Henri Matisse (1869-1954) was a French artist whose work was noted for the use of bright colours in his paintings, and the power of his draughtsmanship. The son of a grain merchant, Matisse was originally destined for a career in the law, but headed for Paris in 1891 to study art. Eventually, Matisse and his like-minded artistic associates came to be known as 'the wild beasts', which seems a peculiar and unlikely title when one studies pictures of the man himself - even painting in a suit and tie, and described as being 'very formal'.
Howard Ginsberg's play 'My Matisse' focuses on the women who shared Matisse's life (to a greater or lesser extent) in order to provide some insight into Matisse himself. An admirer of Matisse's work, Ginsberg was particularly interested in exploring why the artist continued to produce colourful and happy paintings while his wife and daughter were tortured by the Nazis in World War II.
The resulting play has an all-female cast, where Ginsberg in a way 'paints' portraits of each of the women in Matisse's life, and in doing so draws a rather uncomfortable and unflattering picture of the great artist himself. Although it's clear that Ginsberg has done considerable research, he admits that there were some aspects of Matisse's relationships that had to be 'sketched in' via his imagination. I don't think one can easily quibble with that, bearing in mind the creative nature of the main subject.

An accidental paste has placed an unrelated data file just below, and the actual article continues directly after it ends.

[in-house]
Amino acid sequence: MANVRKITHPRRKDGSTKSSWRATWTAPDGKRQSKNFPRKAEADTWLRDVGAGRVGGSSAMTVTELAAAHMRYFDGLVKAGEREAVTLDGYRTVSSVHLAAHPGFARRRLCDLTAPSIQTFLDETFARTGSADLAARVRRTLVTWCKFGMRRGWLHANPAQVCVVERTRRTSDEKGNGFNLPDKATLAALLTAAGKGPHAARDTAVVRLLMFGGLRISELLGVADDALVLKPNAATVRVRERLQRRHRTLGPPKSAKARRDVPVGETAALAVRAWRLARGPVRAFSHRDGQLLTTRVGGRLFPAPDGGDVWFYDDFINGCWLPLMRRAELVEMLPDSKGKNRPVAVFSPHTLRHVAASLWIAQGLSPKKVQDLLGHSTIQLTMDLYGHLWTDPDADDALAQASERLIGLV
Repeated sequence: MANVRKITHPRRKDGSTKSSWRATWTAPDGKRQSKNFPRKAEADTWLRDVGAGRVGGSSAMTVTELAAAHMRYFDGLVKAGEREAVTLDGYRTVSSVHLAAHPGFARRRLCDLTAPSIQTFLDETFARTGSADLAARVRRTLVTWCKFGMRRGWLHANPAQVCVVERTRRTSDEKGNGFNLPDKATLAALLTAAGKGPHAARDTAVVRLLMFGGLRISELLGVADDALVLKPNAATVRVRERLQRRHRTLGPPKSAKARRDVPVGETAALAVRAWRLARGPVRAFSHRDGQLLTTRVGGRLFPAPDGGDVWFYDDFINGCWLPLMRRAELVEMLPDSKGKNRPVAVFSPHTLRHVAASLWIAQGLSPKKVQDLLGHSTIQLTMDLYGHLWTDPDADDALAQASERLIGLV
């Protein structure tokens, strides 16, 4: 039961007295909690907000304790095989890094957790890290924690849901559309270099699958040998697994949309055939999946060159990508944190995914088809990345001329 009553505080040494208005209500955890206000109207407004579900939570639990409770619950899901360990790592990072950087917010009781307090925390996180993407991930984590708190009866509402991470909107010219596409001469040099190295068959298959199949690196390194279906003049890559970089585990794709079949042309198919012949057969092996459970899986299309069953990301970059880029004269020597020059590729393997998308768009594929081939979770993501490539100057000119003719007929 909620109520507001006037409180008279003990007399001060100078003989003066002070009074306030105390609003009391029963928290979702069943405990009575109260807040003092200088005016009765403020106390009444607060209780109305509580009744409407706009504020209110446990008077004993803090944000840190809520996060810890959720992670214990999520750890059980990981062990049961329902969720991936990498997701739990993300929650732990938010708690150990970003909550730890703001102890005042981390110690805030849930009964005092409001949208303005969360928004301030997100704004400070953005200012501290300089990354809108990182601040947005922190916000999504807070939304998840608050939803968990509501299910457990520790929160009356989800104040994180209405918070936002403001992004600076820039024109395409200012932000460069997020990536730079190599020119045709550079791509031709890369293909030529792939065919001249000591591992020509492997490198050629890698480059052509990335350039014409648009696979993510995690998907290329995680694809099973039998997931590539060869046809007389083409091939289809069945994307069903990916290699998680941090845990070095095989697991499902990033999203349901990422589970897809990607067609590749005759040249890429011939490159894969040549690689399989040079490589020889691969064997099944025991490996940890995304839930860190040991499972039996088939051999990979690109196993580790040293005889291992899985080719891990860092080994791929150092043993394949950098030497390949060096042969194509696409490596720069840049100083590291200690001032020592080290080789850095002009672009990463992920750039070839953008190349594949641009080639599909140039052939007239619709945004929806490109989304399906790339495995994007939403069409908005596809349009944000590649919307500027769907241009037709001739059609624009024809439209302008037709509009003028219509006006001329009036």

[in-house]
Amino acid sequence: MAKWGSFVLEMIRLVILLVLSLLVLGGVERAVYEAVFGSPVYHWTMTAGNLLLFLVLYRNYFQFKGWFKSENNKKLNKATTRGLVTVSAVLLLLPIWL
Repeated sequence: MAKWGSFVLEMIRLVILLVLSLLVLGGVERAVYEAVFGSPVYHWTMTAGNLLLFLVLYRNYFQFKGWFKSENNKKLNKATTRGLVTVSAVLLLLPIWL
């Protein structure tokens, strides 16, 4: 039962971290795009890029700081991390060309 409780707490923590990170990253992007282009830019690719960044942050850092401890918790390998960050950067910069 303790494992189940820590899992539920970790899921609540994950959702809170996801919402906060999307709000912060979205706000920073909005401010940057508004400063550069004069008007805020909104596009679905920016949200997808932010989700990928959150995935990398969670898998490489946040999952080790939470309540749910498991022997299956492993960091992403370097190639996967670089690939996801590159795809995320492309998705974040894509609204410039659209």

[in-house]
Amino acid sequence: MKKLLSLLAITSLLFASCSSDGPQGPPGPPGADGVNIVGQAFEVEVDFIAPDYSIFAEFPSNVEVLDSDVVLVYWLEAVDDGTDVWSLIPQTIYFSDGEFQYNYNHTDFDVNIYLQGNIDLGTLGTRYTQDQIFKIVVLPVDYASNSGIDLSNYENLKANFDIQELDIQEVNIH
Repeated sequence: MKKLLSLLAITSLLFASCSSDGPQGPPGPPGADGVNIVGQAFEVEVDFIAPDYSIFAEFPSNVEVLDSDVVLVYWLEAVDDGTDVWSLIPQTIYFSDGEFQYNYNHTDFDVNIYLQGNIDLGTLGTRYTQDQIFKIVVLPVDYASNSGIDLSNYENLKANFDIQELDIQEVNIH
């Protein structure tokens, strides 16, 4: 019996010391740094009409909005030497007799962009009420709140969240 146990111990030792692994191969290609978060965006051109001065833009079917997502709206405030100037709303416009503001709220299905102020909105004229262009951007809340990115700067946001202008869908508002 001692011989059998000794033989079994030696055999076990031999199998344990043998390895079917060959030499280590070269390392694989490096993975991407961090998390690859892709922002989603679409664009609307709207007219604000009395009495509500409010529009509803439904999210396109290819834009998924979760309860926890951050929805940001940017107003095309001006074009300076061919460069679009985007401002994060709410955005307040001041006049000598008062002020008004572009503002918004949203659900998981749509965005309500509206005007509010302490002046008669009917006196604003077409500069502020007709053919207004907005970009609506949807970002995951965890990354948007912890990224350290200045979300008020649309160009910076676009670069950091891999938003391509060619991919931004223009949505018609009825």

Last year, I saw the excellent 'House of Bernada Alba' (Federico García Lorca’s 1936 play translated by David Hare and performed at the National). Like 'My Matisse', Lorca's play also employs an all-female cast, and the two plays have much in common. I hope this won't sound patronising, but there's something about an all-female cast which brings a certain kind of sensitivity to a play, which Lorca obviously understood and which both Howard Ginsberg and director, Ruth Carney, have been able to capitalise on to great effect here too.